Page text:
Quick Tip: Do you have the Poison Control Center number saved in your phone? At home or on your way, we provide 24-hour service every day.
What is a Poison?
A poison is a substance that can cause injury or death if it comes into contact with
your body. Poisons can enter the body through several ways: by being inhaled, ingested,
or by direct skin contact. Poisons come in all different shapes, sizes, and colors.
Some poisons are even odorless and colorless. Accidental poisonings can happen from
improper storage or improper use, among other reasons.
Tips and Resources
Keep your family safe from accidental poisonings. Check out our safety tips and useful links compiled for South Carolina seniors, parents and caregivers. Find fun activities, teaching resources, and household checklists below that are free to download and share.
Medication Safety for Senior Citizens
- It is important at any age to keep medicines safely stored.
- Establish a routine for taking medications. Keep a journal if necessary.
- Take all of your medications with you to appointments with your doctor so that they can check for any potential drug interactions. Keep in mind that herbal medications can react with prescription medications as well.
- Make sure you put on your glasses to read labels and follow dosage instructions.
- Take all medications as directed, including over-the-counter medications.
- Never take another person’s medications.
- Dispose of all expired medications at a pharmacy or an approved disposal site.
- Call us at 1-800-222-1222 for information regarding taking the wrong medication or taking too much medication.
Keeping the Grandchildren Safe
- Store all potential poisons up high and out of the reach of children. This includes: cleaners, medications, over the counter medicines, alcohol, gasoline, lamp oil, detergents, etc.
- Keep in mind that many medications intended for seniors do not have a child resistant caps/closures. Even if they do, all medications still need to be stored out of the reach of children.
- Always make sure the kids ask first before they eat or drink anything at Grandparents' house. We know you make lots of goodies but we don’t want them accidentally ingesting something that was left out unattended.
- When watching children, never turn your back for a moment if you have a potential poison out and in use. This includes: answering the phone, answering the door, or using the restroom. Remember it only takes a second!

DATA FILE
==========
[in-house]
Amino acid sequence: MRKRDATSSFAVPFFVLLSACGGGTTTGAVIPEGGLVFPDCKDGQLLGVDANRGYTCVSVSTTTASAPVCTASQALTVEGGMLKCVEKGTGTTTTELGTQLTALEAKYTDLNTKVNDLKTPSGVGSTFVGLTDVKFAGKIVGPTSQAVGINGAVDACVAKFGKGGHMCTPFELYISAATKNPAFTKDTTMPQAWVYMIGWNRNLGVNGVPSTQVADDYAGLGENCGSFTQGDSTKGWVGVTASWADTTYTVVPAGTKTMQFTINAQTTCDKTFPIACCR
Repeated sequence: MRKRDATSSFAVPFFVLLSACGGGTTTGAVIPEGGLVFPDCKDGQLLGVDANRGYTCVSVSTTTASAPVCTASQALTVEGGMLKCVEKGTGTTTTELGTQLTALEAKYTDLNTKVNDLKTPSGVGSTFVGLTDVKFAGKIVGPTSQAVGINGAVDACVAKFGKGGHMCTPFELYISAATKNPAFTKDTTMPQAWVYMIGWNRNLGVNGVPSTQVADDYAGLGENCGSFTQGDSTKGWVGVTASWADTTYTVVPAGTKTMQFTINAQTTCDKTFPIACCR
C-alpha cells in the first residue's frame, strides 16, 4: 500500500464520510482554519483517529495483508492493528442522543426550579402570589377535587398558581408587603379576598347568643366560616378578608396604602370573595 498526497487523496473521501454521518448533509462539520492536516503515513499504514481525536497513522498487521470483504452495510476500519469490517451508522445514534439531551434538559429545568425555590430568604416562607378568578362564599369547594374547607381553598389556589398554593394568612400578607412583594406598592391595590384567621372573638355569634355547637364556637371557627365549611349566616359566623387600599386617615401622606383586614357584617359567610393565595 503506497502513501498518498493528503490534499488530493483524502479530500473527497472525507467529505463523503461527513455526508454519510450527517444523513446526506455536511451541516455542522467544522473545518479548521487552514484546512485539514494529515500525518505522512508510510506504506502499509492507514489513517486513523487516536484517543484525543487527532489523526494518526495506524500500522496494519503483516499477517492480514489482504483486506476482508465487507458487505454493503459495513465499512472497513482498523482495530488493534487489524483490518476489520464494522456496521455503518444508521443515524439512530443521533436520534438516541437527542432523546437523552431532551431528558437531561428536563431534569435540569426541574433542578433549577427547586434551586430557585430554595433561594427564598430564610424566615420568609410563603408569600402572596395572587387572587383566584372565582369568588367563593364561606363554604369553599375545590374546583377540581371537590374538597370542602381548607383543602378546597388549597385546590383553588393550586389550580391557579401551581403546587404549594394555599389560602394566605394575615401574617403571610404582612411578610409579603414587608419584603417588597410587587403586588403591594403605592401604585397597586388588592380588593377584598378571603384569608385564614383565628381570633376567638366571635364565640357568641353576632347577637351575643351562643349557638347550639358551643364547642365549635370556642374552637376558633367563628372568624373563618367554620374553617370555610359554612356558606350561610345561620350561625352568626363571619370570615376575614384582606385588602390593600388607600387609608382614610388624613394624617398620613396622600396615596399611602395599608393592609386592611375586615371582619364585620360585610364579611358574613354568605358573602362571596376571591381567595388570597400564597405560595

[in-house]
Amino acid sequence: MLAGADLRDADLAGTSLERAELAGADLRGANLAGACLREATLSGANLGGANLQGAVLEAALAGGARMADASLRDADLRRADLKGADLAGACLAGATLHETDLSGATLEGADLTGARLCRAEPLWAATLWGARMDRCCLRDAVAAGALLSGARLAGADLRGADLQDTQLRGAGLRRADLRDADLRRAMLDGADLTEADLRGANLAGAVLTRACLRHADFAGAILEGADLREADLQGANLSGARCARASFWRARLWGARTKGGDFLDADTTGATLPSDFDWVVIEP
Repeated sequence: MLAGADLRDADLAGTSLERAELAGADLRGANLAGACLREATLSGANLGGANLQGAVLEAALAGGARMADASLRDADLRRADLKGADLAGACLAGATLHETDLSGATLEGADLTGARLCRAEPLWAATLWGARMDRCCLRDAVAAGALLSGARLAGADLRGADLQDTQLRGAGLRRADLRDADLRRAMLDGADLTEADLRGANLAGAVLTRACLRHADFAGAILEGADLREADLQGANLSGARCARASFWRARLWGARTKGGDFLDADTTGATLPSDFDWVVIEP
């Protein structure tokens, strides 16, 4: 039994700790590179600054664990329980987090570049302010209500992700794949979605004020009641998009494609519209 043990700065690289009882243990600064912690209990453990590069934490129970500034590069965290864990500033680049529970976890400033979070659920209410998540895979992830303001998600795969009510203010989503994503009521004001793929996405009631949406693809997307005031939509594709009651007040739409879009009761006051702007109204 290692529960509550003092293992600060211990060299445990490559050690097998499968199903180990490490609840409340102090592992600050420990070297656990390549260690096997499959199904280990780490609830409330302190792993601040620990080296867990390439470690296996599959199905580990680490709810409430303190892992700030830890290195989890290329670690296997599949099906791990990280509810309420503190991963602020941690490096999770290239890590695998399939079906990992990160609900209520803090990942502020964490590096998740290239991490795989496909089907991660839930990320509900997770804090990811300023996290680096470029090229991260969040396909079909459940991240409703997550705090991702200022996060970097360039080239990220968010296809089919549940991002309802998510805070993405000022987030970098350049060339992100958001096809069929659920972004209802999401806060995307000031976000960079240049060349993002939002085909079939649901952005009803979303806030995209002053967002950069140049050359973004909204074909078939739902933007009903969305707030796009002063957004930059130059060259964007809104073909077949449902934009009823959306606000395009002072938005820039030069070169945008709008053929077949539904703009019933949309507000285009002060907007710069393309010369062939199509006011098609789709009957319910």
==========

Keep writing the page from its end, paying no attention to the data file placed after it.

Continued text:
What to do if you are poisoned:
- Have the name of the substance or the product in hand when you call the poison center.
- Record the exact time of the exposure.
- Tell the specialist what symptoms you are having.
- Tell the specialist as much of your medical history as possible including your current medications and any allergies.
- Know your body weight.
- Know the telephone number you are calling from.
How do children get poisoned?
Children under 5 years of age are the most common poison victims. Children can get into poisons when substances are not properly stored, children are not properly supervised, or when a parent or caregiver becomes distracted while a product is out and in use. Some common distractions for parents and caregivers that can lead to a child poisoning incident may be:
- Preparing dinner
- Talking on the phone
- Watching television
- Answering the door
- A special event taking place
- Taking another child to the restroom
What are potential poisons in the home?
Poisons can be substances used on a daily basis that are commonly found in the home. Examples include:
- Household cleaners
- Art/hobby supplies
- Gases, fumes, and vapors from products
Childproofing your home
- Review the list of potential poisons in the home.
- Locate all potential poisons and make sure they are stored away and out of reach. (Note that safety locks and child resistant caps are designed to slow a child down, not be a substitute for supervision)
- Post the number for Poison Control in your home: 1-800-222-1222
Leaving your child in someone else’s care
- Perform a safety check on the rooms your child may be in.
- Make sure you leave all important information for the caregiver.
- If your child will be taking medications while being cared for, give the caregiver specific instructions.
- American Association of Poison Control Centers (AAPCC)
- AAPCC Press Releases and Advisories
- Agency for Toxic Substance and Disease Registry (ATSDR)
- American Academy of Clinical Toxicology (AACT)
- American College of Medical Toxicology (ACMT)
- American Medical Association (AMA)
- American Pharmacists Association (APA)
- CDC Advisory on Autism and Vaccines
- Centers for Disease Control and Prevention (CDC)
- Chemical Abstracts Services (CAS)
- Clemson University Extension Service
- Consumer Product Safety Commission (CPSC)
- Environmental Public Health Tracking
- Environmental Protection Agency (EPA)
- Food & Drug Administration (FDA)
- FDA Recalls, Market Withdrawals, and Safety Alerts
- Food Safety & Inspection Service (USDA)
- Hazardous Materials
- National Animal Poison Control Center
- National Inhalant Prevention Coalition
- National Pesticide Information Center
- Occupational Safety & Health Administration (OSHA)
- Rx List Search
- South Carolina Department of Health & Environmental Control (SC DHEC)
- S.C. Childhood Lead Poisoning Prevention Program
- Substance Abuse and Mental Health Services National Helpline